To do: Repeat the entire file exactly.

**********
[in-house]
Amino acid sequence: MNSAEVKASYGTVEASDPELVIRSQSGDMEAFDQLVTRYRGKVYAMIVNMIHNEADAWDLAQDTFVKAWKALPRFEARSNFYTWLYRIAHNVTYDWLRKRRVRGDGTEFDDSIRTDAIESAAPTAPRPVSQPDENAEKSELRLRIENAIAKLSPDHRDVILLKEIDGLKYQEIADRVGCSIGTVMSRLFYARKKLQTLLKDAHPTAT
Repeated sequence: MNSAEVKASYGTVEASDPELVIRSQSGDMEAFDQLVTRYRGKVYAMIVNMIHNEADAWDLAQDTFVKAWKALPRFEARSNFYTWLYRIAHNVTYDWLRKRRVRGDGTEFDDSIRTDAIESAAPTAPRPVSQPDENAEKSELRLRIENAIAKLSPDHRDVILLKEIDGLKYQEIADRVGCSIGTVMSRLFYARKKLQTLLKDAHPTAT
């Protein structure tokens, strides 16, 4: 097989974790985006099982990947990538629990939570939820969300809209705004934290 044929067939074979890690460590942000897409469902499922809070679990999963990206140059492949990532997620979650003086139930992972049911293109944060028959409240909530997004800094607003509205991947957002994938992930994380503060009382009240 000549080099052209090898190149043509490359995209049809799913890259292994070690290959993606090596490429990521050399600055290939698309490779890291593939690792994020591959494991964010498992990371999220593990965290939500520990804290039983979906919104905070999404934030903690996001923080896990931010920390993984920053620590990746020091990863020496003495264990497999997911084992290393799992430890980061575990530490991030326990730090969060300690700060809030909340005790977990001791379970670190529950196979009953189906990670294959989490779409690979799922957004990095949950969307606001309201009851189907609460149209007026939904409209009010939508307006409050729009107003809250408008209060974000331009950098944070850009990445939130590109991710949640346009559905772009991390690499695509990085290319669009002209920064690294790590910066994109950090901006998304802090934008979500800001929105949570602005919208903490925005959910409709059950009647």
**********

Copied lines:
[in-house]
Amino acid sequence: MNSAEVKASYGTVEASDPELVIRSQSGDMEAFDQLVTRYRGKVYAMIVNMIHNEADAWDLAQDTFVKAWKALPRFEARSNFYTWLYRIAHNVTYDWLRKRRVRGDGTEFDDSIRTDAIESAAPTAPRPVSQPDENAEKSELRLRIENAIAKLSPDHRDVILLKEIDGLKYQEIADRVGCSIGTVMSRLFYARKKLQTLLKDAHPTAT
Repeated sequence: MNSAEVKASYGTVEASDPELVIRSQSGDMEAFDQLVTRYRGKVYAMIVNMIHNEADAWDLAQDTFVKAWKALPRFEARSNFYTWLYRIAHNVTYDWLRKRRVRGDGTEFDDSIRTDAIESAAPTAPRPVSQPDENAEKSELRLRIENAIAKLSPDHRDVILLKEIDGLKYQEIADRVGCSIGTVMSRLFYARKKLQTLLKDAHPTAT
């Protein structure tokens, strides 16, 4: 097989974790985006099982990947990538629990939570939820969300809209705004934290 044929067939074979890690460590942000897409469902499922809070679990999963990206140059492949990532997620979650003086139930992972049911293109944060028959409240909530997004800094607003509205991947957002994938992930994380503060009382009240 000549080099052209090898190149043509490359995209049809799913890259292994070690290959993606090596490429990521050399600055290939698309490779890291593939690792994020591959494991964010498992990371999220593990965290939500520990804290039983979906919104905070999404934030903690996001923080896990931010920390993984920053620590990746020091990863020496003495264990497999997911084992290393799992430890980061575990530490991030326990730090969060300690700060809030909340005790977990001791379970670190529950196979009953189906990670294959989490779409690979799922957004990095949950969307606001309201009851189907609460149209007026939904409209009010939508307006409050729009107003809250408008209060974000331009950098944070850009990445939130590109991710949640346009559905772009991390690499695509990085290319669009002209920064690294790590910066994109950090901006998304802090934008979500800001929105949570602005919208903490925005959910409709059950009647």